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Málaga in the Muslim era

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Málaga in the Muslim era

Málaga musulmana

Conquest and occupation

In 711, feudalisation that was currently in process was interrupted by the Muslim conquest. Newcomers settled and much of the indigenous population took refuge in the hills of what is now the Parque Natural Montes de Málaga (Natural Park Montes de Málaga).

Eight centuries of history in which Málaga belonged to the Islamic world started after the defeat of King Roderic at the hands of Tariq Ibn Ziyad. This led society to evolve differently from the rest of Europe where the feudal system was established at this time.

Architecture, inwardly oriented houses without façades, and crafts, trade and agriculture to supply urban centres are some of the characteristic features of this period.

The Islamisation process that occurred during the 8th and 9th centuries driven by the new dynasty of the Umayyads, faced resistance from the tribal groups as well as the heirs of the Visigothic aristocracy.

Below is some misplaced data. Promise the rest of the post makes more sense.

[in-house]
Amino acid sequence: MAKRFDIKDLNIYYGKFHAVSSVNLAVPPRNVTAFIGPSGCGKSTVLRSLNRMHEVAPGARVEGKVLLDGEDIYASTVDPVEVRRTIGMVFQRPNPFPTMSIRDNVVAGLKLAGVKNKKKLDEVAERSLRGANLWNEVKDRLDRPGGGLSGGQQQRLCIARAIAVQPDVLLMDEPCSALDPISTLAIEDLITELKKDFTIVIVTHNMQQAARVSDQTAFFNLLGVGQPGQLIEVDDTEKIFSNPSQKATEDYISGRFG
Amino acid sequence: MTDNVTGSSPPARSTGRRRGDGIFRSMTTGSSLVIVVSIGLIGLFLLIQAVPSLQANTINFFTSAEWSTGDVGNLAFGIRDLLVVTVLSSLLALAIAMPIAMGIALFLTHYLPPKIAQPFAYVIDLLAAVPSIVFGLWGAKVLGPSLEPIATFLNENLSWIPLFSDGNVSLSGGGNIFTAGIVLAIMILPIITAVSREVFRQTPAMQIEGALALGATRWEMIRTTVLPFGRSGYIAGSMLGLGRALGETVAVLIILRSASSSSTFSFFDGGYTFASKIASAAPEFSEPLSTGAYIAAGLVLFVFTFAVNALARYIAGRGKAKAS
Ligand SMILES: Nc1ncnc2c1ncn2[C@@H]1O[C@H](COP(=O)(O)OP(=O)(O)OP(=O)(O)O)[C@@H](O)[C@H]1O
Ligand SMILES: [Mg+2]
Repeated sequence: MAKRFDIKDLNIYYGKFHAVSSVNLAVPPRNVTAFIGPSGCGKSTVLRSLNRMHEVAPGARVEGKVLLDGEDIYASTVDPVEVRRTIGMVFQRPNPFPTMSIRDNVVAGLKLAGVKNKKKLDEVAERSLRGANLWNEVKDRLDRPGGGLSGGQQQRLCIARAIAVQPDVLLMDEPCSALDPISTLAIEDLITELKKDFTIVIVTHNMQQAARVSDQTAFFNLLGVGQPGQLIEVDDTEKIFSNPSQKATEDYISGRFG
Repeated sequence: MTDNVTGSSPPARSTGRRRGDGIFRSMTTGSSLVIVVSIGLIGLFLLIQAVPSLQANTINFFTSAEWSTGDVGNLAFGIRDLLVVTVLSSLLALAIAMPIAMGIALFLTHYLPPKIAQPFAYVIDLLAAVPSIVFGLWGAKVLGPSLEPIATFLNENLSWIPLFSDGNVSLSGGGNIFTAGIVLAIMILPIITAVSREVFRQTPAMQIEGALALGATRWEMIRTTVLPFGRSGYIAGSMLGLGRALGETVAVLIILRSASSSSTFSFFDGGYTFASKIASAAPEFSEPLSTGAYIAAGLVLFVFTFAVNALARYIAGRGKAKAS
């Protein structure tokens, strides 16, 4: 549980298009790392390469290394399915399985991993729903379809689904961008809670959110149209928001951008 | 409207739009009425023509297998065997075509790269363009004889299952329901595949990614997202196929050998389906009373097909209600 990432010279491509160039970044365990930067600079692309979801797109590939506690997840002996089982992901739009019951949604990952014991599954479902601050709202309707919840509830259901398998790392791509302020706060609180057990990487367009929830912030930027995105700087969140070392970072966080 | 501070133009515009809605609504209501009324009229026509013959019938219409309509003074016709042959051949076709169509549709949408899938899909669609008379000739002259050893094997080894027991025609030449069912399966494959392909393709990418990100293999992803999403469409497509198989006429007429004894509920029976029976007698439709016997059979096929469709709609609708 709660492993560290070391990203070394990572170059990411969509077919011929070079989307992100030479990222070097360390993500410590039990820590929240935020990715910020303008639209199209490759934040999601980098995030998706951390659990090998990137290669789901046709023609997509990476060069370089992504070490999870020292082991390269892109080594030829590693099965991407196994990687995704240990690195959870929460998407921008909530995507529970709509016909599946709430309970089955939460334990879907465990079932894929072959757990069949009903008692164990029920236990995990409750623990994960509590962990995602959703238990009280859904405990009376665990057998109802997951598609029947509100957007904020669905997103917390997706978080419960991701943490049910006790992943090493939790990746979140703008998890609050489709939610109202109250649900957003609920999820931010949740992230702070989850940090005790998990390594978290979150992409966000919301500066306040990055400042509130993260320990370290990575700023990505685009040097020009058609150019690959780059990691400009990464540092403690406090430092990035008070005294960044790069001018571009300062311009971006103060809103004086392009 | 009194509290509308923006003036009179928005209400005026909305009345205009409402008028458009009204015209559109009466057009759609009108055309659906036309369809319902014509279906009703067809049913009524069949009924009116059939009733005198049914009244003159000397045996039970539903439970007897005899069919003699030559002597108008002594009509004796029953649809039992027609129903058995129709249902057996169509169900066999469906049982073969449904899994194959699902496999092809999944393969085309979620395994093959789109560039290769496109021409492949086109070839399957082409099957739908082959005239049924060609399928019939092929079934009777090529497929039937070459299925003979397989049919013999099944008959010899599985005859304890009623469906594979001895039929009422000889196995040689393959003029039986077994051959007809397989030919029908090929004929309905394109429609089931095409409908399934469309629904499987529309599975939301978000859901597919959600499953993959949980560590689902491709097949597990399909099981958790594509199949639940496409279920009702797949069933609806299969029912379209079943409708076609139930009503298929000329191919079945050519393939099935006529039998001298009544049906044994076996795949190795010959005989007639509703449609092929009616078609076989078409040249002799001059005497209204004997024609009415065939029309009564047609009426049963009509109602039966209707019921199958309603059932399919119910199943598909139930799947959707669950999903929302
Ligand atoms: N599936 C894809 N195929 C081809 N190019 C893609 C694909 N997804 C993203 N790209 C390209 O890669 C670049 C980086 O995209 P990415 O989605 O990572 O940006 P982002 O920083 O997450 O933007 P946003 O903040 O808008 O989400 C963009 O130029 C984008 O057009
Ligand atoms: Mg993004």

The most important rebellion against the Umayyad state took place in the late 9th and early 10th centuries. It was led by Omar ben Hafsún and his sons from their base in the province of Málaga, specifically Bobastro. This revolt marked the last attempt by Al-Andalus to keep feudal privileges for the aristocracy of Hispano-Gothic origin. The rebellion was doomed to failure because it lacked a social base to support it when the whole population was being converted to Islam.

Málaga under the Caliphate of Córdoba

The fall of Bobastro imposed the Islamic system, the proliferation of rural farmhouses and increased irrigation.

The caliphate was very prosperous until 976 in which al-Hakam II died and his young son ascended to the throne while being under age. The ensuing political crisis lead to the splitting of the Taifa kingdoms. There were several caliphs.

It is in this period that the Alcazaba of Málaga, one of the city's most important and finely conserved monuments, was constructed.

The integration of successive Berber Almoravid and Almohad empires, from the late 11th century until well into the 13th century, saw the definitive establishment of the land and the city of Málaga in the western Mediterranean arena.